Once again it is an honor to attend such a great event and meet up with other like minded geeks. It’s an honor to be selected to speak and a privilege to deliver a session without any problems. I enjoy writing about my experience to encourage others to attend, and for those that could not attend, maybe they will get some insight as to what can be learned from such events. I wrote about my experiences at the DC SQL Saturday late 2013.
First, I must recognize all of the great volunteers at this event. This year I attended the speakers dinner for the first time which was very well organized. I got a little bit more of an insight as to what exactly the volunteers are responsible for. It is a lot of work coordinating an event like this, make sure everyone is comfortable, and making sure things work during the sessions. The volunteers are the most overlooked people at the event since the speakers are usually the ones most noticed. I can’t imagine how much more work it is for those that both volunteer and speak. So my heart felt “Thanks for an awesome job” goes out to all of the volunteers and speakers as well.
The three main things I took from this event is the quality and importance of PreCon sessions, the true value of networking, and going to the sessions you like not the speakers you want to hear.
I attended the PreCon and I can’t say enough about how fantastic it was. Wayne Sheffield and Jason Brimhall teamed up for a funny and extremely knowledge packed session. It takes a lot of dedication and hard work to pull off an all day event like that which was very interesting and extremely helpful. I found myself taking notes of things I need to change in my environment as well as sending emails back to folks at work about things that I think need to be looked at immediately. Over all, it was a great immersion in SQL Server that was needed on my end.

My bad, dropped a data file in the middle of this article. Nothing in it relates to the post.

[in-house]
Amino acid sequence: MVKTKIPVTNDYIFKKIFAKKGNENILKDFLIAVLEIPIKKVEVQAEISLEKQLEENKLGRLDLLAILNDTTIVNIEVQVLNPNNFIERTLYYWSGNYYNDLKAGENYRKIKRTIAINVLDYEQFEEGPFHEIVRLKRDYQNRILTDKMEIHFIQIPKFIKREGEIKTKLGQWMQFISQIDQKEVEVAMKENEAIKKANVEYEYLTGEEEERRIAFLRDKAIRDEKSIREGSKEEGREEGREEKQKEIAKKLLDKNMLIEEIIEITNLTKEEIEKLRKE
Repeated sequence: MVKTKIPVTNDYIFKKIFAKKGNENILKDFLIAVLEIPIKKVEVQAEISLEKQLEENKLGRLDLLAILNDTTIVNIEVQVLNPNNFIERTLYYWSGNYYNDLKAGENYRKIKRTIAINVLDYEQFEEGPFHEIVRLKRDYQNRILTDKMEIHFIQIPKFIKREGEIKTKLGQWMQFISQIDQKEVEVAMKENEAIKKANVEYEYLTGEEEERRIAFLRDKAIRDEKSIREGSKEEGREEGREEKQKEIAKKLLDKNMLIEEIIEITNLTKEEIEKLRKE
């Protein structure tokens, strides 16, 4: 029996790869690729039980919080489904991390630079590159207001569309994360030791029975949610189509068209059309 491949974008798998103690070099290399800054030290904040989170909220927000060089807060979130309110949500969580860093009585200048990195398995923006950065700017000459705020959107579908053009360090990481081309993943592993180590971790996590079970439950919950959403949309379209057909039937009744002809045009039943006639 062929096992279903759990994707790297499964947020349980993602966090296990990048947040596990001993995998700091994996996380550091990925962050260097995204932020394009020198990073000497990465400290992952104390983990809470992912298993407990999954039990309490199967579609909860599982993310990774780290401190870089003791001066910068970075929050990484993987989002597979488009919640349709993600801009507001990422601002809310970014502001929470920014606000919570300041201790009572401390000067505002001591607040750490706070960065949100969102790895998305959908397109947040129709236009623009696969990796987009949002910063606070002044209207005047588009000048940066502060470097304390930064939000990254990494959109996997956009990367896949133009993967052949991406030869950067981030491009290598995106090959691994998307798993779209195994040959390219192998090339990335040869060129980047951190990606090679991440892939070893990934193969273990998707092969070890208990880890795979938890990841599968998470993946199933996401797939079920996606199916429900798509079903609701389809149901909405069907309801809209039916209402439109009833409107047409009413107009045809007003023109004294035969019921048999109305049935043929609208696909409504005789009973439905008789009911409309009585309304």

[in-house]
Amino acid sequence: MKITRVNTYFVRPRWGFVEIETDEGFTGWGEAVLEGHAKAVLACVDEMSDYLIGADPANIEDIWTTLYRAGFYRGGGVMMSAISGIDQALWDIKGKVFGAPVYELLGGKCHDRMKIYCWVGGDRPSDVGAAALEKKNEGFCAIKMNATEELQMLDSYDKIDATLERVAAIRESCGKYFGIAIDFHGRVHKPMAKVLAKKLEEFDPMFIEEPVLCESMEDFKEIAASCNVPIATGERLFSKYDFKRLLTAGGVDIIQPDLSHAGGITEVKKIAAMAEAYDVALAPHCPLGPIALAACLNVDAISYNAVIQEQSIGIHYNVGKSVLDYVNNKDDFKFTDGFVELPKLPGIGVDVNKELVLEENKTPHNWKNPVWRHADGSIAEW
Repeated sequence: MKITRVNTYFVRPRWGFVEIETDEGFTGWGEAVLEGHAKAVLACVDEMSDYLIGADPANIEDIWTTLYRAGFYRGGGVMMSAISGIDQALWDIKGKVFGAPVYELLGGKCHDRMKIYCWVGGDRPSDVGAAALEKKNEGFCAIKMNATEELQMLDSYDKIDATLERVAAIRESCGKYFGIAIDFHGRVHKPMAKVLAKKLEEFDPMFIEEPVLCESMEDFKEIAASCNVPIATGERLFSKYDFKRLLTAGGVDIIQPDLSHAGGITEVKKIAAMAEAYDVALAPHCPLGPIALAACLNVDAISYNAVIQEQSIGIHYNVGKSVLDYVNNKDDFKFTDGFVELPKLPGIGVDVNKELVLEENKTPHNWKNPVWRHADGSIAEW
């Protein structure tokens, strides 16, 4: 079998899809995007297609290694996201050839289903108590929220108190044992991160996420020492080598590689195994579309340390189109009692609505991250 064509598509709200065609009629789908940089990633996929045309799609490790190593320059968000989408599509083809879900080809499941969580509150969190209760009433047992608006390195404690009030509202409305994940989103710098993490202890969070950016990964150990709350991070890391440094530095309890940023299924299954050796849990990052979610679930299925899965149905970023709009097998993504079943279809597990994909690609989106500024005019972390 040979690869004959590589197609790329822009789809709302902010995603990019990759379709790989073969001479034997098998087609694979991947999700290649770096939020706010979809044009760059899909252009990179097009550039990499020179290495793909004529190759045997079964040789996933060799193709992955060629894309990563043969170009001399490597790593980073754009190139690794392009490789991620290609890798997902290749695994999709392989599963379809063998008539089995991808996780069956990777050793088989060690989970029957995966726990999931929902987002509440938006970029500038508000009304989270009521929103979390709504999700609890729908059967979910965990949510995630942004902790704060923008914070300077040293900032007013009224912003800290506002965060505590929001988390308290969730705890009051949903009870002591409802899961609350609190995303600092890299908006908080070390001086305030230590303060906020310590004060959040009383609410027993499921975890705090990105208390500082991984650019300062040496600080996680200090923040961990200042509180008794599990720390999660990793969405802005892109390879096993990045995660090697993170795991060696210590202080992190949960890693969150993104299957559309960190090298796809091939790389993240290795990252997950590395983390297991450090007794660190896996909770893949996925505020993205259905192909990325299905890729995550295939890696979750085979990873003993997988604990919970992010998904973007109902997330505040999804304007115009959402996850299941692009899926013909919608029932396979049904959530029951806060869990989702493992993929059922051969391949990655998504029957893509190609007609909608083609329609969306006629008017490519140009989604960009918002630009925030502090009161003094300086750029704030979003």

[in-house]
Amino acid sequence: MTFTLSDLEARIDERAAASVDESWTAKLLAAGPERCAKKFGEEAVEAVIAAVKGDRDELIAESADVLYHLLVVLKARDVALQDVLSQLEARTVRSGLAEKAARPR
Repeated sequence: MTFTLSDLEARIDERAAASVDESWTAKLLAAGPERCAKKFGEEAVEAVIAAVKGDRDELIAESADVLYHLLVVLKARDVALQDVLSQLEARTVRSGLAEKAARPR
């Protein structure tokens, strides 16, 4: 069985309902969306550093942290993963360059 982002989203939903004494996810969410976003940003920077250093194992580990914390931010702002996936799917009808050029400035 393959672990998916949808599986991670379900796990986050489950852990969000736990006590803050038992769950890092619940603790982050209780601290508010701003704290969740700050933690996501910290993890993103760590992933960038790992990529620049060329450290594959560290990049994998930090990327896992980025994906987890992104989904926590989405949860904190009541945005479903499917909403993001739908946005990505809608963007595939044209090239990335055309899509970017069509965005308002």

Networking is essential whether you are job searching or not. I think a lot of people over look this during these types of events. It’s good to meet new people with similar interests and talk about things in the classroom, during breaks, or at lunch. I met a lot of new faces and had great discussions with other like-minded professionals. You take away new names, new connections on LinkedIn, and new Twitter buddies. It’s great for future career growth and you never know, you may be able to help someone else that is looking to get more into SQL Server or even get a job. I’ve hired someone that I met at SQL Saturday and I’ve interviewed people that I’ve met at these events. I’ve met folks that are willing to be a mentor for me and others that want me to mentor them. It’s an awesome tool to help grow your career.
Networking is also a great way to build your brand whether you are a consultant or not. A lot of FTEs (I am a Full-Time Employee by the way) think that networking and brand building is just for consultants. That’s not true, you need to build a brand and maybe even a portfolio (Blog, Website, etc) that differentiates you from others because it is essential these days when job searching. Again, even if you are not actively searching, building up your credibility in the community is not something to overlook.
Finally, this is probably one of the most important things I learned during this SQL Saturday, go to sessions you are interested in even if you do not know the speaker. SQL Saturday has a lot of new speakers, and a lot of speakers you have never even heard of. Some of us have strange names you cannot pronounce (I’m one of them!!) but don’t just brush them off. All of the sessions I attended on Saturday were for speakers I have never met, never attended sessions for, and never even heard of before the day of the event (with the exception of the lunch-time session for which I knew the speaker).
I was discussing with another SQL Saturday attendee about various sessions and she was debating which session she was going to attend for the last session. I mentioned to her that I’m delivering my session in the next time slot and she asked me what the session was about. She is a database developer, and my session sounded more of a session for DBAs. I explained to her that my session was geared towards DBAs, Developers, and Sys Admins (as written in the description). She decided to attend and afterward told me that she benefited greatly. So read the descriptions, attend sessions you are interested in even if you have never heard of the speaker, and always read the descriptions don’t just go off the title. You will surprise yourself with what you learn. There are tons of great speakers at SQL Saturday and I learned so much from people I just met there on the day of the event.
I hope to see you all at the next SQL Saturday I attend. There is so much more to learn other than just the technical, geeky stuff that we’re all so used to going for. The SQL Community is huge, they take care of their members and they produce quality events. Support your local chapters, support your community, support yourself and you’ll find these events to be fulfilling to you and your career!